Posted on April 28, 2004 at 1:33 pm
I just downloaded Samantha, newly released, from Kate Gilbert, author of Anouk. I’m planning on making one for my Hairdresser’s baby girl-to-be, due in September. My Hairdresser? I owe a lot to my hairdresser, and she is utterly baffled by the act of knitting. It’s a magic act as far as she’s concerned, and I’ll get a kick out of the awe factor (that’s a double-entendre in case you missed it) when she opens it.
And following Kate’s example after laughing out loud when I happened upon her interpretation of the Knitters Geek Code by Kate Pickering, I’ve composed my own version.
—–BEGIN KNITTER’S GEEK CODE BLOCK—–
KCmR++ Exp++ SPM+++ Addi+ Yarn++ Stash++ Scale+++ Fin+ Ent– FI+@ Int++ Tex++ Lace@ Felt+ Flat++ Circ+ ML+ Swatch? KIP SNB Blog FO++ WIP++ GuageDK(W) ALTSw+Sp@
——END KNITTER’S GEEK CODE BLOCK——
There, now I have no secrets left.
Okay, okay. Boxers.
Now you got me.
I couldn’t resist posting this one. According to Quizilla I am Mohair, a grammar god, a granny knitter, and my inner child is older than I am. I have resisted, until now, sharing this with the world. But this I had to actually put on my site, because somewhere deep inside me there is a repository of geekdom not satisfied with the three months of my life in grade 7 when I wrote every note in class to my friend, also named Julia, in Elvish. Let it be known that she was my friend for two reasons: 1) Her name was Julia* and 2)She was the only other person I knew who had read Tolkein.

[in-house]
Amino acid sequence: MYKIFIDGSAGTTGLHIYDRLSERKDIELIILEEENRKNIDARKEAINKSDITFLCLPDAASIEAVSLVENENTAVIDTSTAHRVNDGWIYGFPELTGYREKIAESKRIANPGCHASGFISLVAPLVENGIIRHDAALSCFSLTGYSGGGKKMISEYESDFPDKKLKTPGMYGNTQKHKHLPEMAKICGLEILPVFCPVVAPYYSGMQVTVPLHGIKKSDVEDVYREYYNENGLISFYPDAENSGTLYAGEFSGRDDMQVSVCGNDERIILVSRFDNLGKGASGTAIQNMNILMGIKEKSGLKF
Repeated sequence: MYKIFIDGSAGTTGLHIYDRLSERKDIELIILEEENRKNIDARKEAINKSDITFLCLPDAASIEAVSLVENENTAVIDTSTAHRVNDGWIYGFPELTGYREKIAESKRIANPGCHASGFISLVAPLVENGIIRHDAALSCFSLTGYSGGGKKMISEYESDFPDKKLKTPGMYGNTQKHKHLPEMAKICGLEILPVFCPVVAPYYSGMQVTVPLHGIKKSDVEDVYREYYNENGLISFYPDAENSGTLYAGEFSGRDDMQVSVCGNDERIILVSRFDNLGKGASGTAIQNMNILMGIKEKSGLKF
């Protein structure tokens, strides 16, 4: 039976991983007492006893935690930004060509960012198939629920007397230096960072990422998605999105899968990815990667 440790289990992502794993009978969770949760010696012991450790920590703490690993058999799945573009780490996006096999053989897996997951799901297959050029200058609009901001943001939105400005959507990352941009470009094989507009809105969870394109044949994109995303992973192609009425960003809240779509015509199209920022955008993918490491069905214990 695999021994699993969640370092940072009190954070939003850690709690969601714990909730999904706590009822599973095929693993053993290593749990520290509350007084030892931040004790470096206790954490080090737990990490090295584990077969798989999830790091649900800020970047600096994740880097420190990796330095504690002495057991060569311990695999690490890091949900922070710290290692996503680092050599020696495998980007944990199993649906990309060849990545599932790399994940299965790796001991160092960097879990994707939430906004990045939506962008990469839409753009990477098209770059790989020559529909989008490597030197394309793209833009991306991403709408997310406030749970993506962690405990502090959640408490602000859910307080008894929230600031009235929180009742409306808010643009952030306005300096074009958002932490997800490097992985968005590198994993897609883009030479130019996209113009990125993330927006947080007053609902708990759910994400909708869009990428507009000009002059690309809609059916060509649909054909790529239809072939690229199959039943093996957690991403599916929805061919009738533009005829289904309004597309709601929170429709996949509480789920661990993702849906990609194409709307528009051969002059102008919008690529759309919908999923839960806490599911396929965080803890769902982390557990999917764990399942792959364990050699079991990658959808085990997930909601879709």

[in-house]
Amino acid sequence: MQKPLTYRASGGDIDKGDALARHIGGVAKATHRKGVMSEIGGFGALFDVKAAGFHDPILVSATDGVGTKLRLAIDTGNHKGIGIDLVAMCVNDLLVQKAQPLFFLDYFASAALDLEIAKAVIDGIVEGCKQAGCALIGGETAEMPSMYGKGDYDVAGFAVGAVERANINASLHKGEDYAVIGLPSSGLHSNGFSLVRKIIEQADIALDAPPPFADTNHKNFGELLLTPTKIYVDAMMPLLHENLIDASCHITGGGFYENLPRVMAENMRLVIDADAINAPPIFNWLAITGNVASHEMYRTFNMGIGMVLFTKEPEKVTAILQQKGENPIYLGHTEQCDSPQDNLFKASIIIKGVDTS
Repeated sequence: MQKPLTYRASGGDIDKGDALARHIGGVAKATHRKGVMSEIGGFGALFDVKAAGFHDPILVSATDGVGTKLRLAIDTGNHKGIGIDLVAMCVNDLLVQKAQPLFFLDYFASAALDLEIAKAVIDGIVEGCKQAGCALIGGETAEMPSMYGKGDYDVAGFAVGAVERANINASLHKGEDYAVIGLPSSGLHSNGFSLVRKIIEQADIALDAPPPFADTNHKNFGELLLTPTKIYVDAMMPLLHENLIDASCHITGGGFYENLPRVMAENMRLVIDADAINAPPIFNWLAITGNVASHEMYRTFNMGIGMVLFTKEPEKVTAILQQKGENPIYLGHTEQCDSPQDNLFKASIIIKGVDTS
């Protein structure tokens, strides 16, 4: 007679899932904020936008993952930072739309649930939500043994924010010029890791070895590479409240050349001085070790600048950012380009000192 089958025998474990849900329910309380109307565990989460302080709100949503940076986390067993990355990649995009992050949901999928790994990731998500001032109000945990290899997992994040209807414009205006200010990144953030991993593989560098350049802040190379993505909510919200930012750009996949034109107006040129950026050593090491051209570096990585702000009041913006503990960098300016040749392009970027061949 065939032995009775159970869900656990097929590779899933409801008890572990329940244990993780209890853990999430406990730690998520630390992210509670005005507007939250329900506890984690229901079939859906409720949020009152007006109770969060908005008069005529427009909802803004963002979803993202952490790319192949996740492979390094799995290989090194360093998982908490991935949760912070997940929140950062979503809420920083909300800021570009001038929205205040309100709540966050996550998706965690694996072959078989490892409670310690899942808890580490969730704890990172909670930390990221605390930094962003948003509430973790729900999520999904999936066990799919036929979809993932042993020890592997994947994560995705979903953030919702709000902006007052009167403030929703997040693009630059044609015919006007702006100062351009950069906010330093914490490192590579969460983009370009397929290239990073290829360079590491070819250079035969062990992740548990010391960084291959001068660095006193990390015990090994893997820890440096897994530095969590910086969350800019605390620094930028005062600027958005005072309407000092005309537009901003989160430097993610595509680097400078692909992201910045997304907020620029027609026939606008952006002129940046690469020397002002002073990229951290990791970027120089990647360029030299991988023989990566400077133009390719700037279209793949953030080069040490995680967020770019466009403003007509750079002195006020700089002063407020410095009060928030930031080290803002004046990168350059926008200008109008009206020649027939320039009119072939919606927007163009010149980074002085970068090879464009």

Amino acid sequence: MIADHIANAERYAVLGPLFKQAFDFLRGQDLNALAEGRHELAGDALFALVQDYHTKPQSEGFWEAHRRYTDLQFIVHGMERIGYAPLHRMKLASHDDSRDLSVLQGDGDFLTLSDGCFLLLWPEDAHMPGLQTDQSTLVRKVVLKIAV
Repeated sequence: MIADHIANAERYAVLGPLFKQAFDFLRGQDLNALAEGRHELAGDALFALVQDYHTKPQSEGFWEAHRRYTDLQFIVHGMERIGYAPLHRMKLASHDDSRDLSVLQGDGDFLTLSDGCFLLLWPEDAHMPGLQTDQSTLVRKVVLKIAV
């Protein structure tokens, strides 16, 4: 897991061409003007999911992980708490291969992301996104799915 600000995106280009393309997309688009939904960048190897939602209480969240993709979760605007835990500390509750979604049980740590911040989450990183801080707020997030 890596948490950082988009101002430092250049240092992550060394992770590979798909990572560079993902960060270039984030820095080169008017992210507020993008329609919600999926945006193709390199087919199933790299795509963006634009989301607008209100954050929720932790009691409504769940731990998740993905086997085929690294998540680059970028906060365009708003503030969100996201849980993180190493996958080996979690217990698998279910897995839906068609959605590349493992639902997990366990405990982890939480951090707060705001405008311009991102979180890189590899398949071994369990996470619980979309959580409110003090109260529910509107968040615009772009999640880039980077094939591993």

This second reason, I am sad to admit, would continue to be the foundation for too many of my friendships and even one boyfriend I can think of. And now the whole world thinks it’s read Tolkein. It’s time to start becoming more discriminating. I should narrow it down to something a little more exclusive, like, people who’ve read Tolkein, and KNIT! Ah, see? There goes all the boys but for six. You guys can stay. Oh, wait. How many of you wear boxers?
How many of you wear knitted Victorian skivies?
Cornelia has concede that maybe a cable pattern other than bulky old Horseshoe could be nice down the front of Simply Marilyn so I’m swatching up a plaited and a crossed cable from the Vogue Knitting book for her to evaluate.
*at the risk of sounding defensive here, in 1976 there were few enough people plodding across my path that to meet another Julia was occasion for some kind of comraderie. These days I hear my name so often at the playground I could believe that I had been featured on CNN the night before. Where did all these little Julias come from? I’ll tell you. Page 632 of 10,000 Names for Your Unique Baby.
Expectant mother to spouse: "Oh, Honey, how about "Julia"? It’s unusual, and it doesn’t sound too much like something that goes into Paella."
It’s only a matter of time folks, before the search for unusual names leads to the local Montessori being overrun with little boys named Cumin.